Quinoa & apricot muffins

Quinoa & apricot muffins

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(2 ratings)

Prep: 10 mins Cook: 20 mins


Makes 12
These nutrition-packed bakes are rich in healthy heart-healthy unsaturated fats. Enjoy the texture of dried fruit, seeds and cream cheese

Nutrition and extra info

  • Freezable
  • Vegetarian

Nutrition: per muffin

  • kcal164
  • fat8g
  • saturates1g
  • carbs13g
  • sugars7g
  • fibre3g
  • protein9g
  • salt0.1g
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  • 50g quinoa



    Tiny, bead-shaped, with a slightly bitter flavour and firm texture, quinoa may not be a…

  • 100g finely chopped dried apricot
  • 250g tub Quark



    This is a soft, smooth curd cheese with a refreshingly light acidity. It ranges from low-fat…

  • 3 large egg
  • 1 tsp vanilla extract
  • 2 tbsp rapeseed oil
    Rapeseed oil

    Rapeseed oil

    If you want a light alternative to other cooking oils, rapeseed is a great choice and has…

  • 2 small grated apple (no need to peel)



    Grown in temperate regions, apples are one of the most widely cultivated tree fruits. There are…

  • zest and juice 1 small orange



    One of the best-known citrus fruits, oranges aren't necessarily orange - some varieties are…

  • 50g pumpkin seed, plus a bit extra
  • 50g wholemeal plain flour
  • 50g ground almond
  • 2 tbsp chia seeds
  • 25g wheatgerm
  • 1½ tsp baking powder
    Baking powder

    Baking powder

    bay-king pow-dah

    Baking powder is a raising agent that is commonly used in cake-making. It is made from an alkali…


  1. Heat oven to 180C/160C fan/gas 4 and line a 12-hole muffin tin with paper cases. Tip the quinoa and apricots into a small pan with 300ml water, bring to the boil, then turn the heat right down, cover and simmer for 20 mins until the water has been absorbed and the quinoa is cooked. Check frequently that it doesn’t boil dry.

  2. Meanwhile, beat the quark with the eggs, extract, oil, apples, and orange zest and juice. Stir in the cooled quinoa mixture, then fold in the pumpkin seeds, flour, ground almonds, chia seeds, wheatgerm and baking powder. Spoon into the muffin cases, scatter with a few pumpkin seeds and bake for 20 mins.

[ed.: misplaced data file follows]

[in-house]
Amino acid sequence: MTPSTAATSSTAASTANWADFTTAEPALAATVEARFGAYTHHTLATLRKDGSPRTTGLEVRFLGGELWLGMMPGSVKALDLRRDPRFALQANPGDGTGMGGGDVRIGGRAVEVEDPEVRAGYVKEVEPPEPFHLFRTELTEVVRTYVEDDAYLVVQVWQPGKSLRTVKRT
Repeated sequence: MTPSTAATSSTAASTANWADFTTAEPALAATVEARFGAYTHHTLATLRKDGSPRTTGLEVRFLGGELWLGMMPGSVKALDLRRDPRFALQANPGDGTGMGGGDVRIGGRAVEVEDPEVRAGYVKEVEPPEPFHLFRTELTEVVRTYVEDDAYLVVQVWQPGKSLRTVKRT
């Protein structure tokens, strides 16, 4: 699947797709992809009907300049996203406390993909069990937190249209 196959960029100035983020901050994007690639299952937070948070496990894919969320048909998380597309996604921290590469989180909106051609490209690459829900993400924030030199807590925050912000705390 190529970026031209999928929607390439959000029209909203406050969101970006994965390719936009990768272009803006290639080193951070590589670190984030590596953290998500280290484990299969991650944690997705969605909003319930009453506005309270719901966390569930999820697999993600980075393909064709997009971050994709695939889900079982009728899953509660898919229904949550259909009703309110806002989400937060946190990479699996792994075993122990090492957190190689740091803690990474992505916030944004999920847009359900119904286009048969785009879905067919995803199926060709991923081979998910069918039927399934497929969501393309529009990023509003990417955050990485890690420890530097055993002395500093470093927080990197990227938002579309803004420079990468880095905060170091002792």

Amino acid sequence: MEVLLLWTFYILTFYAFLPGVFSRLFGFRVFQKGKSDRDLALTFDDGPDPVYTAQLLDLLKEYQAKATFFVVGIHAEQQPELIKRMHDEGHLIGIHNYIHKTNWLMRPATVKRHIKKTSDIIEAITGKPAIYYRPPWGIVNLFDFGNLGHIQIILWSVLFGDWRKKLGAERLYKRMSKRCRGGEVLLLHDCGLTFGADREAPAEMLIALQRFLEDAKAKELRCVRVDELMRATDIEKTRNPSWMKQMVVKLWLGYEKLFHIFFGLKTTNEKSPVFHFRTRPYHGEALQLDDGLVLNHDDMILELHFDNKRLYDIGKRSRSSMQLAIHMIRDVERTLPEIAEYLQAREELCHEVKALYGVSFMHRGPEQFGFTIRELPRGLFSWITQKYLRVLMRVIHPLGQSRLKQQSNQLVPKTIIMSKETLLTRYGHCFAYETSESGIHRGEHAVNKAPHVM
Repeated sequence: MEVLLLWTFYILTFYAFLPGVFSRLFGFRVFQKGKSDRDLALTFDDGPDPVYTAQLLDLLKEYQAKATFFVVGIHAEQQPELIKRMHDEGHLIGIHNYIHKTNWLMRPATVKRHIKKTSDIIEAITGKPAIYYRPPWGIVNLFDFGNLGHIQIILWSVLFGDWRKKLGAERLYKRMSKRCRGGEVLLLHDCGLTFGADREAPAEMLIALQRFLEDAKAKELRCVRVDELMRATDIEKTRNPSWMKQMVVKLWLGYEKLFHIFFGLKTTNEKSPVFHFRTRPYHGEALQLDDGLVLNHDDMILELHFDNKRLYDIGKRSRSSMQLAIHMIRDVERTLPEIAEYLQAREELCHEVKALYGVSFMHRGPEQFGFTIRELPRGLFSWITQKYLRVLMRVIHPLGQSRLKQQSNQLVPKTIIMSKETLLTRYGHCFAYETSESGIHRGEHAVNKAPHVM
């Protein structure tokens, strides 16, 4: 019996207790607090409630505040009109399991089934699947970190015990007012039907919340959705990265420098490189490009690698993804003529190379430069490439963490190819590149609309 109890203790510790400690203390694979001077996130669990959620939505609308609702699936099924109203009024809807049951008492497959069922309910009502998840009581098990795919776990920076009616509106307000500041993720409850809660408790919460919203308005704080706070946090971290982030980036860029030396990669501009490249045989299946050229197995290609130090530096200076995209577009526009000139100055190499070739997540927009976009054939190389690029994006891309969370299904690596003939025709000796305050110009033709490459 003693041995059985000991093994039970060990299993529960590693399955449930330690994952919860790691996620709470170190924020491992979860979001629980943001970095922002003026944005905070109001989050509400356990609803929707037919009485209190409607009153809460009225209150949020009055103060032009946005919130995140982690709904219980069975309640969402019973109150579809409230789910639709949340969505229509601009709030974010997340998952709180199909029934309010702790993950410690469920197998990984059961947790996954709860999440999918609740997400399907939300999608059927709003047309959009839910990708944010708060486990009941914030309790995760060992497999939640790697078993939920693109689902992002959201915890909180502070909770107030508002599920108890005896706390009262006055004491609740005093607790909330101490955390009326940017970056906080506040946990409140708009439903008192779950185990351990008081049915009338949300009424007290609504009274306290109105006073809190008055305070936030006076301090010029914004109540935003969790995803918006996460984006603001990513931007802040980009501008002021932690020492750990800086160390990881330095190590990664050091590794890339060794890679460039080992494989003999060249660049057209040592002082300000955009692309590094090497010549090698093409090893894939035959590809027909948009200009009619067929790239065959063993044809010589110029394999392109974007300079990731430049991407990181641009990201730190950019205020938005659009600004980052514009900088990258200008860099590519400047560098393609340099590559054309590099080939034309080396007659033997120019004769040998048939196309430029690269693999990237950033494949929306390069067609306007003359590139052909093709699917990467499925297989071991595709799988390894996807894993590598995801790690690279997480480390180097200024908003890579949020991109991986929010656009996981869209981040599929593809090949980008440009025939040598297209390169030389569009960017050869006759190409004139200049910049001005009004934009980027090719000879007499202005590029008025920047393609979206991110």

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Comments (7)

jaas74's picture

And to the bin they went.

jaas74's picture

Unfortunately I did not read the comments as well before making the muffins, as I was never dissapointed by recipes off this site.
I have switched the oven to bottom heating only after 25 minutes, as the tops where nicely brown but the middles soggy. After further 10 minutes I am now waiting for them to cool down and will see: bin or plate.
I will, however, make them again, but this time with dry oats instead of Quinoa. They should absorb all the moisture.

Leesyms's picture

Oh dear I have to agree with the other comments these were awful. I cooked them go an extra 20 mins and they were still wet inside. I wouldn't waste your time and money on these. Sorry to say

JodyMo32's picture

These muffins are not cake-like at all. Mine also turned out very moist, almost soggy, but were better once totally cool. I added a tbsp of honey and reduced the quark by 50g. They somehow remind me of rice pudding - must be the quinoa. I enjoyed the flavour and texture but my kids (expecting cake-like muffins) did not. If I try them again I'll keep my initial mods and reduce the eggs by one and add 1/2 cup SR flour.

Nico_cook's picture

A bit disappointed with that recipe! Very moist, close to soggy. Because I read the previous comments, I took all the apple juice I could from the grated apples but still too moist (to put it nicely). And then because I did so, the muffins were almost savoury muffins. I don't know whether I will give another try but first recipe from BBC goodfood I'm not enjoying. :(

kassis's picture

Just made these before I read the comment below. Something not quite right with the mixture, I left them in for nearly 40 minutes and they were still soggy inside, athough brown on the outside. However I tasted one and I like the flavour even though I had to scoop it out of the muffin case with a spoon.
I wonder if there should be more flour in the mixture or if there's just too much moisture from the apples and orange juice. Or making them in a smaller bun tin rather than a muffin tin might help.

BC-S's picture

WOW! These were not good...I may not be the best at making muffins, but thought I would give these a go. They were completely soggy, despite leaving them in the oven for 15 mins longer than stated as they were just not cooked, and their taste was very odd; sort of a cross between slightly sour yohurt and scrambled egg with a hint of sweet from the apricots! Even my husband who eats anything wouldn't take more than a small bit. Sadly they all went in the bin.

I would however love to know how other people get on with these and whether it would be worth a second go with some changes as I like the concept of them!

Questions (2)

marcellosilvestri's picture

how long can these product last and can I freeze them? ..... same question for the flapjack, and other healthy snacks
please let me know

goodfoodteam's picture
Hi there, thanks for your question. Yes the muffins are freezable, if you look under additional information it will tell you if each one is freezable.

Tips (1)

AnnSt's picture

I thought the mixture looked a bit soggy AND I tasted it and didn't like the flavour... SO... I added enough SR flour to make a more "normal muffin mixture" texture AND (look away now if you're sugar free!!) I added a good couple of tablespoons of sugar.... SUCCESS! Loved them! Even better the next day when the orange flavour had really developed.